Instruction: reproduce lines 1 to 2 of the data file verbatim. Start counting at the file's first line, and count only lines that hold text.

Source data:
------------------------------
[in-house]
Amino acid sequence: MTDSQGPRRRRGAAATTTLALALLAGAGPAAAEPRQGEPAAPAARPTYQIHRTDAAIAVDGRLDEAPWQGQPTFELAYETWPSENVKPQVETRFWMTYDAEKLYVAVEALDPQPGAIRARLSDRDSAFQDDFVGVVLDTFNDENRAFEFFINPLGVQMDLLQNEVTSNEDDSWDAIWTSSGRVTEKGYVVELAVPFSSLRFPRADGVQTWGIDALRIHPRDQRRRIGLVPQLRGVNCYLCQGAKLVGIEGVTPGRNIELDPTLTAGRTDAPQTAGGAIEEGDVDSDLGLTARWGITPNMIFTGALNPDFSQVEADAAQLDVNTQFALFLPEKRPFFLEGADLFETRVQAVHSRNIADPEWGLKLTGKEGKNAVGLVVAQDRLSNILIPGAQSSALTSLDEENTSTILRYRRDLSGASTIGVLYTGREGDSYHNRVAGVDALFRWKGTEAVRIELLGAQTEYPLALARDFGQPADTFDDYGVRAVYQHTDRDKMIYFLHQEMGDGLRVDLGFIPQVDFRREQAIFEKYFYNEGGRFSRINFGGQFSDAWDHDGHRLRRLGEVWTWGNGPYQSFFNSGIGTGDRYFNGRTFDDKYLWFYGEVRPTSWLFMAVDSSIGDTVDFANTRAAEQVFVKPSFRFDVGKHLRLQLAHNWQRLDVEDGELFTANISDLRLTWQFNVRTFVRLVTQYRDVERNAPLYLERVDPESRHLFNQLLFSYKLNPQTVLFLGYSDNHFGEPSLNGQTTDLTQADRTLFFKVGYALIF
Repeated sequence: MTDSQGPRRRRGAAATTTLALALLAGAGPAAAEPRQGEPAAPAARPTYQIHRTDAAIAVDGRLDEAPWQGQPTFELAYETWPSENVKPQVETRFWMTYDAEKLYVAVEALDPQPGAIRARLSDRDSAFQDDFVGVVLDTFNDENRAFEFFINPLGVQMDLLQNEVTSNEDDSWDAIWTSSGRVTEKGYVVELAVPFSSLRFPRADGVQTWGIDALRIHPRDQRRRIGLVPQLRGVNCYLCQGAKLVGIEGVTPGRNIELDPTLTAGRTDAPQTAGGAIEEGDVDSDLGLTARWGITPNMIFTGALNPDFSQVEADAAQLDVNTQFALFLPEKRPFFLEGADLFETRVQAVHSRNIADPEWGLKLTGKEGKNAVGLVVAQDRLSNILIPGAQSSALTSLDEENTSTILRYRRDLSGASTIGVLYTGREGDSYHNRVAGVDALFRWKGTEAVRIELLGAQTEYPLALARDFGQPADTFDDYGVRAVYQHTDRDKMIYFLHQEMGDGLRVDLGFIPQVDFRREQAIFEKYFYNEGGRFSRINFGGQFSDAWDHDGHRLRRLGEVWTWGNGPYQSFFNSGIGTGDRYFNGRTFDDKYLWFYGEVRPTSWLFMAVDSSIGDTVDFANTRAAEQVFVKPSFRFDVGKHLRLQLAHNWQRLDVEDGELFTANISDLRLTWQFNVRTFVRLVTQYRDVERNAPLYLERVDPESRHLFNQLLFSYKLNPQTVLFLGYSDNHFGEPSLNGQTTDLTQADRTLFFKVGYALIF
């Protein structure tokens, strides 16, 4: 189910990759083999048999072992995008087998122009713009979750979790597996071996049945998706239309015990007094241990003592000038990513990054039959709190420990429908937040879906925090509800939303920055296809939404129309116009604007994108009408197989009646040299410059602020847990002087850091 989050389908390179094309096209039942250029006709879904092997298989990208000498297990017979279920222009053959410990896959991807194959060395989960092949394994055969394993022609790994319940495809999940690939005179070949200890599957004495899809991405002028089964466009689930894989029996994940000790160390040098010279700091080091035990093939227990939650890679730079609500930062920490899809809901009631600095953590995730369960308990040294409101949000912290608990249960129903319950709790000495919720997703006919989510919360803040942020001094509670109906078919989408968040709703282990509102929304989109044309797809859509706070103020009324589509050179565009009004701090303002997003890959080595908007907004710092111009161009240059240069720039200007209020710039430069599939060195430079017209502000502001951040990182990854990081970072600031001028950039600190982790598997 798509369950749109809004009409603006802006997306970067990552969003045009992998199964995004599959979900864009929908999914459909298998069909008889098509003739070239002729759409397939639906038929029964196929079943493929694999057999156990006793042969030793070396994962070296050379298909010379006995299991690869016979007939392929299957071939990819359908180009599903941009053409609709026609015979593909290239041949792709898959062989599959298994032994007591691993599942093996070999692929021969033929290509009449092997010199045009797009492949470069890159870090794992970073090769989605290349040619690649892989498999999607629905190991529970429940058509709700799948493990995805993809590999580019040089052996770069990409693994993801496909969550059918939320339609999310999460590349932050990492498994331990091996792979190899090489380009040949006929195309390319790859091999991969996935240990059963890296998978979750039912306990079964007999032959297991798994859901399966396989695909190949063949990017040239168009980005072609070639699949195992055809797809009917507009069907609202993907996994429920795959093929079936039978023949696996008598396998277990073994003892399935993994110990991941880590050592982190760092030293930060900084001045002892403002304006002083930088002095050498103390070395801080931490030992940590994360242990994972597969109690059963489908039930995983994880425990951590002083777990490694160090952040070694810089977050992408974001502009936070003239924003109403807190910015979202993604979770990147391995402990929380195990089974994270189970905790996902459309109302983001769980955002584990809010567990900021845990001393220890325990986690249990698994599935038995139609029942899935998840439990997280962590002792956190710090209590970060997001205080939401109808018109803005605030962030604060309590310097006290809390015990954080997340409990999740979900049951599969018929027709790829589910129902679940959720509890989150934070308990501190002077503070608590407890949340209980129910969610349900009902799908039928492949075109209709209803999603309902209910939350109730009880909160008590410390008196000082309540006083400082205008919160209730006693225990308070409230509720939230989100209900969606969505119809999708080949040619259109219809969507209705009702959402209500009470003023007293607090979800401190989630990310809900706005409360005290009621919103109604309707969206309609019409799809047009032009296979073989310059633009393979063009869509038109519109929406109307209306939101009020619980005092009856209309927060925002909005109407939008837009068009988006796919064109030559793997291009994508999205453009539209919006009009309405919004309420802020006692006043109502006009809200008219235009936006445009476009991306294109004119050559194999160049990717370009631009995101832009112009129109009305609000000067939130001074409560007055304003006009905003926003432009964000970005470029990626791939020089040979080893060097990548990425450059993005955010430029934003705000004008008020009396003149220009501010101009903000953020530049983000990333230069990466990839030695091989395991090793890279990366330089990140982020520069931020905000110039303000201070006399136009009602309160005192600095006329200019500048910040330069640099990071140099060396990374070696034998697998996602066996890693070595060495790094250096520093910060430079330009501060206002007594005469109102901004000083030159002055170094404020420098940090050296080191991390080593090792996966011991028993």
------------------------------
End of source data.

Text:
[in-house]
Amino acid sequence: MTDSQGPRRRRGAAATTTLALALLAGAGPAAAEPRQGEPAAPAARPTYQIHRTDAAIAVDGRLDEAPWQGQPTFELAYETWPSENVKPQVETRFWMTYDAEKLYVAVEALDPQPGAIRARLSDRDSAFQDDFVGVVLDTFNDENRAFEFFINPLGVQMDLLQNEVTSNEDDSWDAIWTSSGRVTEKGYVVELAVPFSSLRFPRADGVQTWGIDALRIHPRDQRRRIGLVPQLRGVNCYLCQGAKLVGIEGVTPGRNIELDPTLTAGRTDAPQTAGGAIEEGDVDSDLGLTARWGITPNMIFTGALNPDFSQVEADAAQLDVNTQFALFLPEKRPFFLEGADLFETRVQAVHSRNIADPEWGLKLTGKEGKNAVGLVVAQDRLSNILIPGAQSSALTSLDEENTSTILRYRRDLSGASTIGVLYTGREGDSYHNRVAGVDALFRWKGTEAVRIELLGAQTEYPLALARDFGQPADTFDDYGVRAVYQHTDRDKMIYFLHQEMGDGLRVDLGFIPQVDFRREQAIFEKYFYNEGGRFSRINFGGQFSDAWDHDGHRLRRLGEVWTWGNGPYQSFFNSGIGTGDRYFNGRTFDDKYLWFYGEVRPTSWLFMAVDSSIGDTVDFANTRAAEQVFVKPSFRFDVGKHLRLQLAHNWQRLDVEDGELFTANISDLRLTWQFNVRTFVRLVTQYRDVERNAPLYLERVDPESRHLFNQLLFSYKLNPQTVLFLGYSDNHFGEPSLNGQTTDLTQADRTLFFKVGYALIF